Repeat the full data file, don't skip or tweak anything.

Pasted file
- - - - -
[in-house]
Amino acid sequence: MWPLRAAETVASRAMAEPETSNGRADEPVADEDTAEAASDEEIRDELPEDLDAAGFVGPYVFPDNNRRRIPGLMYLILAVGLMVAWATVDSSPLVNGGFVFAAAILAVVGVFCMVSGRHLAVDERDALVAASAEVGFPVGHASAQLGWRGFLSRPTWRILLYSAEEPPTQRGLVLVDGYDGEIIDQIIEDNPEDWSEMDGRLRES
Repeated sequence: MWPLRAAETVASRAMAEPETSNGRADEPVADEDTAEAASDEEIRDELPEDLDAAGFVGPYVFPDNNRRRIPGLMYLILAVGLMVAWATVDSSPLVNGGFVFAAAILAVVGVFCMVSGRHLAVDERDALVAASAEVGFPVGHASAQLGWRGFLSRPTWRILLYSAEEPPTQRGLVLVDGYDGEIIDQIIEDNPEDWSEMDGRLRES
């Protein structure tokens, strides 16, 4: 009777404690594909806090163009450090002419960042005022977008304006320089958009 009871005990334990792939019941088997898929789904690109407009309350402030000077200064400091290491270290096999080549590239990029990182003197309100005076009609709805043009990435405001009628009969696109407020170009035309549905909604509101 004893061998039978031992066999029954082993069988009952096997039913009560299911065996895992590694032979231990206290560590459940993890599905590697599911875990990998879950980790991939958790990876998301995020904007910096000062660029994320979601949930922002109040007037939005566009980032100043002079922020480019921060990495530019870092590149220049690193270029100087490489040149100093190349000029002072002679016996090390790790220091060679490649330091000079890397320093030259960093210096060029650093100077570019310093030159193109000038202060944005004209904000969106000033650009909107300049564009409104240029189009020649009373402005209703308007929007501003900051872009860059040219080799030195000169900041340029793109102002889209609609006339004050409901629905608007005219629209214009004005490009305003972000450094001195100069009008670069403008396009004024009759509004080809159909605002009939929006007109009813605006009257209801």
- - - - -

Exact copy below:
[in-house]
Amino acid sequence: MWPLRAAETVASRAMAEPETSNGRADEPVADEDTAEAASDEEIRDELPEDLDAAGFVGPYVFPDNNRRRIPGLMYLILAVGLMVAWATVDSSPLVNGGFVFAAAILAVVGVFCMVSGRHLAVDERDALVAASAEVGFPVGHASAQLGWRGFLSRPTWRILLYSAEEPPTQRGLVLVDGYDGEIIDQIIEDNPEDWSEMDGRLRES
Repeated sequence: MWPLRAAETVASRAMAEPETSNGRADEPVADEDTAEAASDEEIRDELPEDLDAAGFVGPYVFPDNNRRRIPGLMYLILAVGLMVAWATVDSSPLVNGGFVFAAAILAVVGVFCMVSGRHLAVDERDALVAASAEVGFPVGHASAQLGWRGFLSRPTWRILLYSAEEPPTQRGLVLVDGYDGEIIDQIIEDNPEDWSEMDGRLRES
């Protein structure tokens, strides 16, 4: 009777404690594909806090163009450090002419960042005022977008304006320089958009 009871005990334990792939019941088997898929789904690109407009309350402030000077200064400091290491270290096999080549590239990029990182003197309100005076009609709805043009990435405001009628009969696109407020170009035309549905909604509101 004893061998039978031992066999029954082993069988009952096997039913009560299911065996895992590694032979231990206290560590459940993890599905590697599911875990990998879950980790991939958790990876998301995020904007910096000062660029994320979601949930922002109040007037939005566009980032100043002079922020480019921060990495530019870092590149220049690193270029100087490489040149100093190349000029002072002679016996090390790790220091060679490649330091000079890397320093030259960093210096060029650093100077570019310093030159193109000038202060944005004209904000969106000033650009909107300049564009409104240029189009020649009373402005209703308007929007501003900051872009860059040219080799030195000169900041340029793109102002889209609609006339004050409901629905608007005219629209214009004005490009305003972000450094001195100069009008670069403008396009004024009759509004080809159909605002009939929006007109009813605006009257209801």